Last year, Alphabet’s DeepMind announced its showed it could predict how certain proteins would fold in a way that was competitive with experimental data. The news was met with enthusiasm by the scientific community, but it wasn’t clear at the time what the breakthrough would mean in practical terms. Now we have a better idea with Alphabet announcing the creation of a new subsidiary called .
The company states its goal is to “reimagine” the process of developing new drugs with an AI-first approach. “We believe that the foundational use of cutting edge computational and AI methods can help scientists take their work to the next level, and massively accelerate the drug discovery process,” Demis Hassabis, the founder and CEO of Isomorphic Labs said. Hassabis, who’s also the CEO of DeepMind, will serve as the chief executive of the startup while it builds out and hires additional employees.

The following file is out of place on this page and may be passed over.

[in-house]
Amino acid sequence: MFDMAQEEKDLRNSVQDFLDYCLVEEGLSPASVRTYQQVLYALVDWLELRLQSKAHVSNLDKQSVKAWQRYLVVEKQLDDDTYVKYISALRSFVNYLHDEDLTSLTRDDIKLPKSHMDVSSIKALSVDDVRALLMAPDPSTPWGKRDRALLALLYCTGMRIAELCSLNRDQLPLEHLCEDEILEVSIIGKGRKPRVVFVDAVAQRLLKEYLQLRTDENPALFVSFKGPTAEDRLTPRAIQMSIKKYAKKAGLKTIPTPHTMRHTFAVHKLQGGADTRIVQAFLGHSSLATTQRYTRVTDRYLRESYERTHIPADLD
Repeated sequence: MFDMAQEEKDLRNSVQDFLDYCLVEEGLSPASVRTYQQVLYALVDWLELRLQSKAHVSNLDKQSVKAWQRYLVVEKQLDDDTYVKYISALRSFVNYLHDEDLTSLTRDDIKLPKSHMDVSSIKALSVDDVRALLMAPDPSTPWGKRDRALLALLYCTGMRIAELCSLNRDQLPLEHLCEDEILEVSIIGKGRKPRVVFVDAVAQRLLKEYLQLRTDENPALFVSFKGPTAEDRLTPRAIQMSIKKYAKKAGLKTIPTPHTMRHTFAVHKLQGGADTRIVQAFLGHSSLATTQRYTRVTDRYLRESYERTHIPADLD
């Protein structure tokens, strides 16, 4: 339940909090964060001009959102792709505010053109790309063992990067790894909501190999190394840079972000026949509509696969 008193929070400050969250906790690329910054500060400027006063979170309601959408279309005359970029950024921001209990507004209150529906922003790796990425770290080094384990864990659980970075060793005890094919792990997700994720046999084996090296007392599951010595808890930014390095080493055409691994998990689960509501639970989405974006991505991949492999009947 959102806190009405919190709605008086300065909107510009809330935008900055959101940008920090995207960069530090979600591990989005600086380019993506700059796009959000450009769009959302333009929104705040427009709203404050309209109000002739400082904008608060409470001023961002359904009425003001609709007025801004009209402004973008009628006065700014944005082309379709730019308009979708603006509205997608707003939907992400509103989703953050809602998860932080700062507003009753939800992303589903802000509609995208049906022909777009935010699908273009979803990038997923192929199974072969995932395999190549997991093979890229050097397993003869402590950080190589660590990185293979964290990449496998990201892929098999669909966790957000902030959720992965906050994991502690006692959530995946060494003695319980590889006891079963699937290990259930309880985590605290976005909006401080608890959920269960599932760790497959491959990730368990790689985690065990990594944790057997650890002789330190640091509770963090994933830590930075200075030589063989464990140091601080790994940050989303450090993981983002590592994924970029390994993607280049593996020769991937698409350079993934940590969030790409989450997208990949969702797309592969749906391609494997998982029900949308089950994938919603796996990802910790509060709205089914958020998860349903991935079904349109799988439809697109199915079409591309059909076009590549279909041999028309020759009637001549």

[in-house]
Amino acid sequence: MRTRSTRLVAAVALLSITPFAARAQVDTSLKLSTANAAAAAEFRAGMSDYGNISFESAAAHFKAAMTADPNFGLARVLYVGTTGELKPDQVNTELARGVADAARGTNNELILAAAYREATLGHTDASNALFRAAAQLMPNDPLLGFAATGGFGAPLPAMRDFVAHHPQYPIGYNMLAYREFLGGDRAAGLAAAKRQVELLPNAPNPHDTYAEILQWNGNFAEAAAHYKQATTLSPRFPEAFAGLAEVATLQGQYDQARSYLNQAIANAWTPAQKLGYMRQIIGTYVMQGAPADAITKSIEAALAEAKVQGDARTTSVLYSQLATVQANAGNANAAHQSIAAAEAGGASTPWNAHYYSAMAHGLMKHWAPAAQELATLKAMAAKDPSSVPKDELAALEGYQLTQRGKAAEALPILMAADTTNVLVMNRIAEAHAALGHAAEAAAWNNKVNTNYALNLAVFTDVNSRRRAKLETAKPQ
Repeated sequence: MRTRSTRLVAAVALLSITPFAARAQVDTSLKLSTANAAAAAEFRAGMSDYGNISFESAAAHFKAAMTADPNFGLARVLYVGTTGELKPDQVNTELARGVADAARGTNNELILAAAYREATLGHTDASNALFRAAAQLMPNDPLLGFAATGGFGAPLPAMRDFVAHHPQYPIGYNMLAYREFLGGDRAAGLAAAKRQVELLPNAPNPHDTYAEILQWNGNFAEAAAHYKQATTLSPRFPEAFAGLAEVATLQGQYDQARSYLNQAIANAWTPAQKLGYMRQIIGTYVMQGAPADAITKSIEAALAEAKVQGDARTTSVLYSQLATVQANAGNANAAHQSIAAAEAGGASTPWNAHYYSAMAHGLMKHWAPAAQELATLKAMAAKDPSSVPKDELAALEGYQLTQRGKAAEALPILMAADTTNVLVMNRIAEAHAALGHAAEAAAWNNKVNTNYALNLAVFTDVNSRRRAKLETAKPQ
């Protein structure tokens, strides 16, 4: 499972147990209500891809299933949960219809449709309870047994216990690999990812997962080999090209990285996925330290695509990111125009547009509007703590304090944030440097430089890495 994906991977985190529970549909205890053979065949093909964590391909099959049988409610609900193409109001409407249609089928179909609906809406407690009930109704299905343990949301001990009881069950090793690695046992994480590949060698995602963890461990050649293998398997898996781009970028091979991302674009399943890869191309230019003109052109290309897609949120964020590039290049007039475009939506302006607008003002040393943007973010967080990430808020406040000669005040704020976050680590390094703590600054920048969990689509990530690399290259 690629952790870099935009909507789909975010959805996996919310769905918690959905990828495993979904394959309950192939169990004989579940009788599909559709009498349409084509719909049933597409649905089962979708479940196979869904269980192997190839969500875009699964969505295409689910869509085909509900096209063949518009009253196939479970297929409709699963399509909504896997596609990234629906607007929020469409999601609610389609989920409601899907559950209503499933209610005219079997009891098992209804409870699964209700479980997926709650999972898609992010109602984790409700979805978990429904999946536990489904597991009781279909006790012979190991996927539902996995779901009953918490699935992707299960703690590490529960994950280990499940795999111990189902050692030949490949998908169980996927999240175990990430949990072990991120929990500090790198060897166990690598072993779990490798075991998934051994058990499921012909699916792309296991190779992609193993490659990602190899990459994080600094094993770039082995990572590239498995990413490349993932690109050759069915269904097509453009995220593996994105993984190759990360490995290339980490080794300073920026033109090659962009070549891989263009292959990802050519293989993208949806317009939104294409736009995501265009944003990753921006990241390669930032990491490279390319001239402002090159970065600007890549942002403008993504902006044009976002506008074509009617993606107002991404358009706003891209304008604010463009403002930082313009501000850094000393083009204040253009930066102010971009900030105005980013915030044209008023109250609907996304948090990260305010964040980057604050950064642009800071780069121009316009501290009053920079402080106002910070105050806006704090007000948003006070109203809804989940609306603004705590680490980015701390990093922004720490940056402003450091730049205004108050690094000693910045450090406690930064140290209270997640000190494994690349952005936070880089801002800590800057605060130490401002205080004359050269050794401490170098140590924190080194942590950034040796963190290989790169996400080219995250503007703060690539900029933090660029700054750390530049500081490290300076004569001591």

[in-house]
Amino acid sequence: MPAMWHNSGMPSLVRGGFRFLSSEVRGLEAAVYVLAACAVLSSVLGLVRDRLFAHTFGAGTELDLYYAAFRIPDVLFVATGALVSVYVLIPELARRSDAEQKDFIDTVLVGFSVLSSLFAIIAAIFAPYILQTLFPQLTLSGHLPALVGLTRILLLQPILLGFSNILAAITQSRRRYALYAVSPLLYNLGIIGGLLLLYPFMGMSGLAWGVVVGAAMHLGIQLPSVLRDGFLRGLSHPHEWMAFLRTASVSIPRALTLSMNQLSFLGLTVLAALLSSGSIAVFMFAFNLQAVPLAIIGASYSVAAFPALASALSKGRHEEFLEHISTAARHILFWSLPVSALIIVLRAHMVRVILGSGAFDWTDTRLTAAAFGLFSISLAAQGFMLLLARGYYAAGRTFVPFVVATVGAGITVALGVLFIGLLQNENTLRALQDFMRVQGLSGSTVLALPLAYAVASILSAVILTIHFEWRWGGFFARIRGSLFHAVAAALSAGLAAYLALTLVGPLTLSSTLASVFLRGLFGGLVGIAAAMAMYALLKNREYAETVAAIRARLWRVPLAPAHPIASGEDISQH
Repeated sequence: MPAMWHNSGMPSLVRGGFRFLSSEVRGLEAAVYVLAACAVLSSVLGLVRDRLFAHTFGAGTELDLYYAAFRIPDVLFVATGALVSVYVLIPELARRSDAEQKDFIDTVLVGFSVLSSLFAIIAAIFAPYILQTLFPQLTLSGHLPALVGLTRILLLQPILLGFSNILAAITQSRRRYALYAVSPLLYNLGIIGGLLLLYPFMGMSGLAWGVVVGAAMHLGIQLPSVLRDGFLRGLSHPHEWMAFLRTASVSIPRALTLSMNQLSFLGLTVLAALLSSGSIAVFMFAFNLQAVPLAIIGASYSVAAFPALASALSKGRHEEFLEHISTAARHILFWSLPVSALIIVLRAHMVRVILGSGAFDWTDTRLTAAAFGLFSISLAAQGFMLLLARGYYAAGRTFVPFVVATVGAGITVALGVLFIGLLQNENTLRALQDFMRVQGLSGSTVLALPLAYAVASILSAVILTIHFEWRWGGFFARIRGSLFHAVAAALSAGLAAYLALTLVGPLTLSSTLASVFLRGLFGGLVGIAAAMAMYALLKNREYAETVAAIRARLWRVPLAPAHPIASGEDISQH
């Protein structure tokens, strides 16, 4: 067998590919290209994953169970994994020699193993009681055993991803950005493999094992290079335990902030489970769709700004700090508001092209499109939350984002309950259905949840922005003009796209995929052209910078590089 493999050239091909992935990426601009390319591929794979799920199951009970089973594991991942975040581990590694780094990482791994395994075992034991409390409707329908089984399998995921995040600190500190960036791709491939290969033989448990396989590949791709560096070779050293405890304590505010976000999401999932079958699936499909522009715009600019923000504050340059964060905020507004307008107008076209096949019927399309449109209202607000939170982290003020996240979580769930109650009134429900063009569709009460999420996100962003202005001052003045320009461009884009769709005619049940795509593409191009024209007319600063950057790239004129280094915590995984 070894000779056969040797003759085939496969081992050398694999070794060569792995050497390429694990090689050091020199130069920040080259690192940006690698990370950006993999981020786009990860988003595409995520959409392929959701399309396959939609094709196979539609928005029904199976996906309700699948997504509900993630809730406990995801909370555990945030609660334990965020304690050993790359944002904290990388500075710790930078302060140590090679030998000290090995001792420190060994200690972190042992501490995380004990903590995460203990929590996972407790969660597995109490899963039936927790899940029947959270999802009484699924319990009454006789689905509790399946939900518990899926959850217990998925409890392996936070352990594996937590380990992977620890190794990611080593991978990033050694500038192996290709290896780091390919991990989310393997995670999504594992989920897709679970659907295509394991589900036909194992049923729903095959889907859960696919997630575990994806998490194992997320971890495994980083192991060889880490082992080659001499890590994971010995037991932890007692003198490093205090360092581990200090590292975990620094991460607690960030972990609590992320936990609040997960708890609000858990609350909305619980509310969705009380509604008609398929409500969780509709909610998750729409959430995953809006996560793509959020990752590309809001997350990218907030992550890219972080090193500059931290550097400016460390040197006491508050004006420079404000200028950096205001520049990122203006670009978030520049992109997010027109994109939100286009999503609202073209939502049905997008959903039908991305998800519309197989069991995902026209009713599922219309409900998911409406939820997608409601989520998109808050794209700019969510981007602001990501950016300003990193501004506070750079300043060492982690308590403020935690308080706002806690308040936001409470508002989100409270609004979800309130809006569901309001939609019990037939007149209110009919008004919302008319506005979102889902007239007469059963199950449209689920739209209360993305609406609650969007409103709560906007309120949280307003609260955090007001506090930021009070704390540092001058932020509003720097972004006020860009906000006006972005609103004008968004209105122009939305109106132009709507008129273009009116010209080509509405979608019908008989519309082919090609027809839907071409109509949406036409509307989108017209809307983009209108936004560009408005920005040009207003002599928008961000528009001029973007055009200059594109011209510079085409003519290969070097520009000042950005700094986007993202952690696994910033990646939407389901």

Isomorphic Labs isn’t the first or only company to say it plans to streamline drug development with the help of AI. Since 2012, a startup out of the University of Toronto called has had a . They’re both trying to address the problem of skyrocketing drug development costs. A recent study found that it costs on average $1.3 billion to create a new pharmaceutical. A lot of that has to do with the process itself. As things stand today, researchers physically synthesize each and every promising compound and then test to see if it’s safe for human use. And as they have tried to develop treatments for more complicated diseases, fewer drugs are passing human trials.
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